These new dual albums got great reviews from Rolling Stone, which was probably the reason that the albums did so well on the charts. Colin Oberst, the heart and soul of Bright Eyes, and the prime symbol of young adult angst and emotion was placed on the cover of the Magazine’s issue, and the rest is history. As Bright Eyes got popular, I got turned off. These are the kinds of albums you want for yourself and nobody else. When you are alone listening to “First Day of My Life”, the song is much more powerful. However knowing that the album broke through the top ten on the charts, you are far from alone with these hearty ballads of sorrow, and love; the power is just not there. There are probably millions of teenagers listening to the same song, making an attempt at being different and creative. Well I guess I can’t blame Bright Eyes or Rolling Stone for that matter, because these two disks deserved all the praise that Rolling Stone gave them. With unbelievable songwriting, and charmingly poor vocals, the two albums really combine to make a statement. I prefer I’m Wide Awake, It’s Morning over A Digital Ash in a Digital Urn, but both can be listened to straight through. Next time you are down, sad, or just in the mood to relax with softer tunes, I suggest these albums from Bright Eyes. Three Stars – the two albums could have been condensed into one, leaving out some less appealing tracks and creating a dense disk of superior songs.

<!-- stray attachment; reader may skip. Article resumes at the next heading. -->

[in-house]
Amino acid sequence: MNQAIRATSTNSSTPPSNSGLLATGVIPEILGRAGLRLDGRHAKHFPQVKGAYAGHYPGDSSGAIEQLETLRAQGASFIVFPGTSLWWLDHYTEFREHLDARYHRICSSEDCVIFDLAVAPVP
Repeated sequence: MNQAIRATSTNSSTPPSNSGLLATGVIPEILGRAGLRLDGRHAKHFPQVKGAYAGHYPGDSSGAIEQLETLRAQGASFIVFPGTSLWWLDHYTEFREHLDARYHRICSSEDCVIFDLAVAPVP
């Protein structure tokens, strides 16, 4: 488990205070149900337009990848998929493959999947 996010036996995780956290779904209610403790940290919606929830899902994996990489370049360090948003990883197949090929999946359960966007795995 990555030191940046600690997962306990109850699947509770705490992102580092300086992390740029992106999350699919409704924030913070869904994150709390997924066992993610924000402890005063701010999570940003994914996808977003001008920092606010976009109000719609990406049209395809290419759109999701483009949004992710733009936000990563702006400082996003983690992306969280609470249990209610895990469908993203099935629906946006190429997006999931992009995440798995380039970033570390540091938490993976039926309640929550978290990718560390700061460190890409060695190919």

Favorite Song: “At the Bottom of Everything” – I’m Wide Awake, It’s Morning.
release date: Tuesday, January 25, 2005